There are also schools like Washington University in St. Louis, which have all the necessary Orthodox options but lack the level of student participation that NYU or Barnard have, making it somewhat harder to lead a religious life there even though there’s nothing missing.

“Orthodox life as Wash. U. is however you want it to be,” said Louis Keene ’08, a sophomore there. “If you want to be involved in Hillel, you can.  I go to Chabad for Friday night dinner, which is free. During the week there’s Shacharit in a freshman dorm.”

Wash. U., where three Shalhevet alumni are currently enrolled and two more are headed after their gap year in Israel, has a full kosher kitchen on campus that serves in the main cafeteria. Kosher sandwiches and salads are available everywhere on campus that cold food is sold.

But while almost a third of the students there are Jewish, there’s no real Shabbat “scene.”

“Shabbat looks like a Saturday at any school,” Louis said. “There’s always a lot of Jews walking around – that one kid that you’ve eaten lunch with so many times that you always thought was Catholic turns out to be Jewish. But on Shabbat it doesn’t look any different–no one dresses differently.”

A

nother school with a vibrant Jewish life is Oberlin College, and it is rarely heard of in Shalhevet. Located near Cleveland, Ohio, Oberlin offers a full kosher meal plan in the kosher dining hall in addition to a separate “Kosher-Halal co-op.”  Halal meat follows the dietary restrictions of Islam, which are similar to kashrut in their avoidance of pork.

“All of the students in the co-op take turns cooking and grocery shopping, instead of paying for a meal that’s already been prepared,” said senior Jaclyn Kellner, who recently visited Oberlin on a college tour.

“It’s Kosher and halal — Muslim  — because they’re very similar, and they keep the stricter part of both, like Kashrut for Jews and not mixing alcohol in the food for Muslims.”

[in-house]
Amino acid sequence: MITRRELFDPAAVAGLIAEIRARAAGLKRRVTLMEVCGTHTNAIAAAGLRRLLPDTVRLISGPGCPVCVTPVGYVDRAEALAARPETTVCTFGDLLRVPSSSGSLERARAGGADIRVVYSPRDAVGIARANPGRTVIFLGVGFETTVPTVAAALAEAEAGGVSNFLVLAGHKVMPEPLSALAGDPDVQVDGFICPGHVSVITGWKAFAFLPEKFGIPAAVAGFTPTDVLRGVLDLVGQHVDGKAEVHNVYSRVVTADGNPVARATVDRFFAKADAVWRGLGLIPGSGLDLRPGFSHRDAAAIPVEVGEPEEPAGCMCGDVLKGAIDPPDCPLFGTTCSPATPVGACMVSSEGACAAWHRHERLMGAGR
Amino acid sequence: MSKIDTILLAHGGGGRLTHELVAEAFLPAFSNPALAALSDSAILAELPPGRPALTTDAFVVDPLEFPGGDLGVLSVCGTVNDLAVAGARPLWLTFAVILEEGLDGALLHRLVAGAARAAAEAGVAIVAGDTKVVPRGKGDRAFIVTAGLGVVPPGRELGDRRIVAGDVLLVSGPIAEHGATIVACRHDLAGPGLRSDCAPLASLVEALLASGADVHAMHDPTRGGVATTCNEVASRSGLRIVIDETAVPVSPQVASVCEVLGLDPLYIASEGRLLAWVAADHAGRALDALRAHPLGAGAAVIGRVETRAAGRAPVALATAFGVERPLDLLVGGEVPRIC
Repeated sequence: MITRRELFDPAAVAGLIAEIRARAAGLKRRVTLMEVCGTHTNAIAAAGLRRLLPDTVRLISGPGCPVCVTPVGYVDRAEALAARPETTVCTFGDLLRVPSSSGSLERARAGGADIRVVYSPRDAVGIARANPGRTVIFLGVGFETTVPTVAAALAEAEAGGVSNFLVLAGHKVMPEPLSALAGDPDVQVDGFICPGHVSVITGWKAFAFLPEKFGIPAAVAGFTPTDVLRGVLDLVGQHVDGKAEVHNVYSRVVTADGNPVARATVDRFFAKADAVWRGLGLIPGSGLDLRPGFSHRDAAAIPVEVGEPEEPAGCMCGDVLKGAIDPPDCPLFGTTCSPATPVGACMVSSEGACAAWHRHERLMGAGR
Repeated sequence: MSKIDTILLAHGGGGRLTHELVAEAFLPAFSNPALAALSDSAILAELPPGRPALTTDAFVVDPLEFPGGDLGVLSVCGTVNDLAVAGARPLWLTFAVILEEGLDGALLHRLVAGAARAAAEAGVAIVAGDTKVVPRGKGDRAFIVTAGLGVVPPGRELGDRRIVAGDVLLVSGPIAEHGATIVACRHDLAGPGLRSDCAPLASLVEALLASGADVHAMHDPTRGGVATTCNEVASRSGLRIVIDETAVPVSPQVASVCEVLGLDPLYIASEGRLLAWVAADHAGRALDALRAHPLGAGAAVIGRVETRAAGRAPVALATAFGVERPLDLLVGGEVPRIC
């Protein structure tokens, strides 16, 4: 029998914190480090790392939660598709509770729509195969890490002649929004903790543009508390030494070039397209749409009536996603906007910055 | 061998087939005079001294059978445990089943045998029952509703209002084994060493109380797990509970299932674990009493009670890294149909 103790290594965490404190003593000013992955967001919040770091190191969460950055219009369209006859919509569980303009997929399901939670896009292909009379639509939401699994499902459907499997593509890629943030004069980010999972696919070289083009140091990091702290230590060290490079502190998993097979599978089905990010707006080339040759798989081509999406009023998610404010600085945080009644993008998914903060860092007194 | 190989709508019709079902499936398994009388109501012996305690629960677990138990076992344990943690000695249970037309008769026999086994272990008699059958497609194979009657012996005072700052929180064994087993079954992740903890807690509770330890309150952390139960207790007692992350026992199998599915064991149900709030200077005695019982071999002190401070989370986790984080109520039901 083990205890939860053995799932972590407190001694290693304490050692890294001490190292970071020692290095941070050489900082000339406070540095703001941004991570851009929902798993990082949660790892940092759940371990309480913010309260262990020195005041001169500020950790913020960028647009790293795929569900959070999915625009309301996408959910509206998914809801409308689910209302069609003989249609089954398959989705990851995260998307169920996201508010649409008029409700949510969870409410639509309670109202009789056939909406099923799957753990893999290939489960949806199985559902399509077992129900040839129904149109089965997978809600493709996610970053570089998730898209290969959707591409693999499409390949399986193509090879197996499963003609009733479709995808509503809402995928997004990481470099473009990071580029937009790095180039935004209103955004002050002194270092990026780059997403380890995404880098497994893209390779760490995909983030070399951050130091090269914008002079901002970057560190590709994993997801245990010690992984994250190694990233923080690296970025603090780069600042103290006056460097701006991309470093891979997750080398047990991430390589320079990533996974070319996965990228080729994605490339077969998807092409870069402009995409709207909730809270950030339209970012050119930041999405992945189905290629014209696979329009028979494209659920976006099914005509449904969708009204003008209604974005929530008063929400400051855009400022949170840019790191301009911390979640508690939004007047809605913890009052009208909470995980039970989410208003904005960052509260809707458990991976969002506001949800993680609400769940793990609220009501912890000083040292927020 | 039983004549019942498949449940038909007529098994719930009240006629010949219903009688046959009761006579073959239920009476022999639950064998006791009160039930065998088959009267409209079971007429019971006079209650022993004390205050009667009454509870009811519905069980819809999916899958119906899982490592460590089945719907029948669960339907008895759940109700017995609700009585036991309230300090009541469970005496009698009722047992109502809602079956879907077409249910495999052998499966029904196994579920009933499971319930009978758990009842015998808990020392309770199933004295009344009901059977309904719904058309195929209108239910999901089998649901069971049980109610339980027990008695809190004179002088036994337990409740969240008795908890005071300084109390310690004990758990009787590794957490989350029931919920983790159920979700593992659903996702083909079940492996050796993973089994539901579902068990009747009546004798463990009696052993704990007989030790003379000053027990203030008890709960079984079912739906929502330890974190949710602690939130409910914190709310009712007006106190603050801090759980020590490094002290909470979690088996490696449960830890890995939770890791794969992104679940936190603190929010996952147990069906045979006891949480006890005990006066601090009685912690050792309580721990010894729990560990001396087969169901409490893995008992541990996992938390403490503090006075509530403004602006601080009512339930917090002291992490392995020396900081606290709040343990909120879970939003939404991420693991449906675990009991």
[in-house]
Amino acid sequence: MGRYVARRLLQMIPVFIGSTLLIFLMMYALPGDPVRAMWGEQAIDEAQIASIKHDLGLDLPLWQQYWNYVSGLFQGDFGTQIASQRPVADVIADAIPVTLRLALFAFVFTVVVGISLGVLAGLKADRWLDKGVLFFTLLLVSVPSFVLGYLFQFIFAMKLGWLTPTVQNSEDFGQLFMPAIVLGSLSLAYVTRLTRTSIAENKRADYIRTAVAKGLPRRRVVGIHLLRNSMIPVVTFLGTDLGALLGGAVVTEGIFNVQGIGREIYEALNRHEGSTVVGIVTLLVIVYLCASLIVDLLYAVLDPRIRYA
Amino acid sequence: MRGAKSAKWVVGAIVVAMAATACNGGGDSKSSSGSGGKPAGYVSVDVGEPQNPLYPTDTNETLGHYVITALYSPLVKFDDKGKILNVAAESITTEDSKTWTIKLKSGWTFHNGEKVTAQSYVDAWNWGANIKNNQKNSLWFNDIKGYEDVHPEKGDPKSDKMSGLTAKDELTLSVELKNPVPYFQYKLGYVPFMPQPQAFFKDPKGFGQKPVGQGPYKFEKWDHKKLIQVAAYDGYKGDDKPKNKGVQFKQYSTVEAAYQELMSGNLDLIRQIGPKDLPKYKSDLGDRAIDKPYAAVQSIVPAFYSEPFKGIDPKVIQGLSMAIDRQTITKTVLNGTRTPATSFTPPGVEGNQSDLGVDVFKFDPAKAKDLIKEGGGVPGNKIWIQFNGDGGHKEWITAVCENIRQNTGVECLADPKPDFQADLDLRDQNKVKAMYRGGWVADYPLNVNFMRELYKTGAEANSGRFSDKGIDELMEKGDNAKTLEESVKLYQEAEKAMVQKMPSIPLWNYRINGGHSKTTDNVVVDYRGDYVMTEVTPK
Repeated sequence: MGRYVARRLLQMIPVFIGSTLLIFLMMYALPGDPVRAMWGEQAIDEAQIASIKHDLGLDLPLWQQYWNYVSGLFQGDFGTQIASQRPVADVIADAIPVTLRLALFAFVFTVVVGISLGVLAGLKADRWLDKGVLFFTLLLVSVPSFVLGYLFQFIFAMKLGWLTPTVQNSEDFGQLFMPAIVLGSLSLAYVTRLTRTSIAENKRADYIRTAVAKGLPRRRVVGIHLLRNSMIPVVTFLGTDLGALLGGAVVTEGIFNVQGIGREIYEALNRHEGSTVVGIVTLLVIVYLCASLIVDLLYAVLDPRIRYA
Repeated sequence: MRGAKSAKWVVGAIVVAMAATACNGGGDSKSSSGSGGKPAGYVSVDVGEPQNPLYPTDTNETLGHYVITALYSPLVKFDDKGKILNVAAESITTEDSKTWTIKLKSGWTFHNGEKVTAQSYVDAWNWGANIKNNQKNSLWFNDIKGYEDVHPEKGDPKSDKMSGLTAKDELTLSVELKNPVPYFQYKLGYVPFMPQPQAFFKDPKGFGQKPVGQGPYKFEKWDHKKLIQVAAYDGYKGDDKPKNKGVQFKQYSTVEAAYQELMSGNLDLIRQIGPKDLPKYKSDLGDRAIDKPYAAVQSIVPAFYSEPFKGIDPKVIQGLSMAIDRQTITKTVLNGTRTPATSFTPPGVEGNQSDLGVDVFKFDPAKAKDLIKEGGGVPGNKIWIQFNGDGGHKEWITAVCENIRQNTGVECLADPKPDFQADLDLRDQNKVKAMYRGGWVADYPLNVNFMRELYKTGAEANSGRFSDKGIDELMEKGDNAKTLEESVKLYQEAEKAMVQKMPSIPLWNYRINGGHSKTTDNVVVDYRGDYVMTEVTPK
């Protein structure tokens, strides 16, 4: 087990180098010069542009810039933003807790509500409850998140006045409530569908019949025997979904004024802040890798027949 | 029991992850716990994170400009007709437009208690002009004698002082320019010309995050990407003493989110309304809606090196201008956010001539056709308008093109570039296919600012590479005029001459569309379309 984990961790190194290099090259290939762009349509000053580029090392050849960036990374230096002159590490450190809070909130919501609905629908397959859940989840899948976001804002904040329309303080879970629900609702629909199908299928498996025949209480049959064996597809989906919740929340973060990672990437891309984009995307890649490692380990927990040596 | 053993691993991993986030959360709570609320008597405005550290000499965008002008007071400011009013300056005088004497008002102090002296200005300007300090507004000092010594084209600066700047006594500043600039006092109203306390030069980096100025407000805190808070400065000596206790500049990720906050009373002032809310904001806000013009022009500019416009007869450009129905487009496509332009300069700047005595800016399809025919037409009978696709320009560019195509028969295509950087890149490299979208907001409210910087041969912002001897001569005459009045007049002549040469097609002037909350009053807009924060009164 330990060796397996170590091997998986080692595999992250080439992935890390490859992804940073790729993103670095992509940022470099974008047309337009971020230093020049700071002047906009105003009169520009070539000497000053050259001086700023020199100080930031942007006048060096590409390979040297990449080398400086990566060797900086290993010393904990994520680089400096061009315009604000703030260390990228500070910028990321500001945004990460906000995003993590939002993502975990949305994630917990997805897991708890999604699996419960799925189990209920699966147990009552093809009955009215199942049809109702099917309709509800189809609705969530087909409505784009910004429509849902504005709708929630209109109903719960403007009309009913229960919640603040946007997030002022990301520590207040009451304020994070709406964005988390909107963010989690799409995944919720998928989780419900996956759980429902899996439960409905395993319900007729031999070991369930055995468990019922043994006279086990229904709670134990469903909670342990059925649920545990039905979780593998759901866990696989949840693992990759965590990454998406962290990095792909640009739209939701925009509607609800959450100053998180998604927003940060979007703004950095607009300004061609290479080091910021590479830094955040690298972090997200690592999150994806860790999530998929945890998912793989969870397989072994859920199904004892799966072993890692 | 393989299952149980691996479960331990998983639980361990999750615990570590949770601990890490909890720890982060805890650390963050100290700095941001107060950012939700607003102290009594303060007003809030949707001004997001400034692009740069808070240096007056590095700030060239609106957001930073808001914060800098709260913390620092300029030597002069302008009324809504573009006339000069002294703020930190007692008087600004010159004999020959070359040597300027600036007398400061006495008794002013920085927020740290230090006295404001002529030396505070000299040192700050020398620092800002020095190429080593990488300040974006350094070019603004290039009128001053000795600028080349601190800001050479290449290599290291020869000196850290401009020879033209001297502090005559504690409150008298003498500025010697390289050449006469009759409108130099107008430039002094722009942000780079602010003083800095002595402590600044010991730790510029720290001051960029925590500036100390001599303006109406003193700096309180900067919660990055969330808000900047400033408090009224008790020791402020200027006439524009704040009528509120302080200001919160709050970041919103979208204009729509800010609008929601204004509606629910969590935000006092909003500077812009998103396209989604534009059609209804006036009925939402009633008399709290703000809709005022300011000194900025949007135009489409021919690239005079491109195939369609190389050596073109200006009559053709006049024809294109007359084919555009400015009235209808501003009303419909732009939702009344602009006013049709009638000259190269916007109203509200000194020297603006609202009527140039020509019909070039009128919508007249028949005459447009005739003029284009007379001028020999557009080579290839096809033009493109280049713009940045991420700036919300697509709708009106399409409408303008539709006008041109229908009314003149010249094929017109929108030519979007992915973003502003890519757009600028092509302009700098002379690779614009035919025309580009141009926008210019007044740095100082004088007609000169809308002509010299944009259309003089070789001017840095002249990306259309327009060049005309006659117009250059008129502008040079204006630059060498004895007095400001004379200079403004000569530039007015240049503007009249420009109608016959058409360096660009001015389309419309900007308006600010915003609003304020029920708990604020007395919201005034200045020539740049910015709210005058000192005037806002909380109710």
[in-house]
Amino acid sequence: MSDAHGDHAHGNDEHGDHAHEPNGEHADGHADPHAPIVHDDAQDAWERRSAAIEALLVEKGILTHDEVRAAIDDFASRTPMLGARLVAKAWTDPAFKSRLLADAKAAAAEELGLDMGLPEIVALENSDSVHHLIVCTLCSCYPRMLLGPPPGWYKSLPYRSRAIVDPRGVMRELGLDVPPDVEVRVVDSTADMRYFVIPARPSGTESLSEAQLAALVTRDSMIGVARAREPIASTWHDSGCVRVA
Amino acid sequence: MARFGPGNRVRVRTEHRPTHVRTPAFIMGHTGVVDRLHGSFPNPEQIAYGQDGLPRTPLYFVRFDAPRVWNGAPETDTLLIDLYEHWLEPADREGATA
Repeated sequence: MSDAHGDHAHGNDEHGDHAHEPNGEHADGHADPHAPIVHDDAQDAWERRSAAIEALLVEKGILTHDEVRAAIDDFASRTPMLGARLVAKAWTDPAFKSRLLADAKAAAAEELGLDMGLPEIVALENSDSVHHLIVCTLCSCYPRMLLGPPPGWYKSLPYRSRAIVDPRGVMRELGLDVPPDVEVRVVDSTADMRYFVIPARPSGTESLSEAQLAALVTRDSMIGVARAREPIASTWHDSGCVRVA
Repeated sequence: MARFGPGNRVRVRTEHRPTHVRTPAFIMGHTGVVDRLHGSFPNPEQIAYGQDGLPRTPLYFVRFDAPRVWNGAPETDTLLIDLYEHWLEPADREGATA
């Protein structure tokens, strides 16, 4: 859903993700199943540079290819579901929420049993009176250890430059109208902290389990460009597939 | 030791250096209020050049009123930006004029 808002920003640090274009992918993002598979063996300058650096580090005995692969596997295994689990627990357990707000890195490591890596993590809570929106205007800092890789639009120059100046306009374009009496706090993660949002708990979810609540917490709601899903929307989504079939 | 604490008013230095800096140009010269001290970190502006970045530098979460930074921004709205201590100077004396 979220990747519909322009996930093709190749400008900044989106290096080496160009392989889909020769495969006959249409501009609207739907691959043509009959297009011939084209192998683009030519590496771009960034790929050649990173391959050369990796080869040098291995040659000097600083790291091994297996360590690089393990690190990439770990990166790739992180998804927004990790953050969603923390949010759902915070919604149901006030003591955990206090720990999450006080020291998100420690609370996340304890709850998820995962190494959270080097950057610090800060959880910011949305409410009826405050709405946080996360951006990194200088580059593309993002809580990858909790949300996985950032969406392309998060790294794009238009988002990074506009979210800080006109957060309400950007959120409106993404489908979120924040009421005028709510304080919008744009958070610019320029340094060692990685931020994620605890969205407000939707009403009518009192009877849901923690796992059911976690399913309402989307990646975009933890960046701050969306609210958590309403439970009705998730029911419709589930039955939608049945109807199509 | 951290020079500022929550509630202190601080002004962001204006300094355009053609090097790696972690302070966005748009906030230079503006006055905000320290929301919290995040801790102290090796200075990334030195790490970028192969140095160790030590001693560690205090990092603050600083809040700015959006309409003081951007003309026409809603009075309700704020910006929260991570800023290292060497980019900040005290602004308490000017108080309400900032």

While Oberlin – which no Shalhevet graduate has ever attended – is very close to NYU and Wash. U. in its Orthodox amenities, there are many schools such as the University of Wisconsin that have fewer religious opportunities but where Jewish life is still present.

“I’d say [the Jewish life is] very outspoken in that there are a lot of Jews here,” said alumnus Jonah Braun ’07, a senior at Wisconsin this year.

“A lot of us know each other and there are a lot of Jewish groups. The big thing here is Friday night dinners and all three groups are full on Friday nights.”

Jonah said there’s not much of a following for other types of religious observance, but that kosher food is available at the university’s Hillel.

“I don’t know if it’s easy to stay religious but if you really want to, you definitely can,” Jonah said.

George Washington University in Washington, D.C., is another school somewhere between just-like-Shalhevet and “too far outside the bubble.” Its three minyanim pray only on Friday nights.

Penina Smith ’09, a GW freshman, said having to help build the community you want has its good points, too.

“The Orthodox community at GW is growing,” said Penina. “With more and more Orthodox students coming here for school, it gets easier for students to lead Orthodox lives.

There’s kosher food, she said, but not on Sundays, and there are no daily minyanim.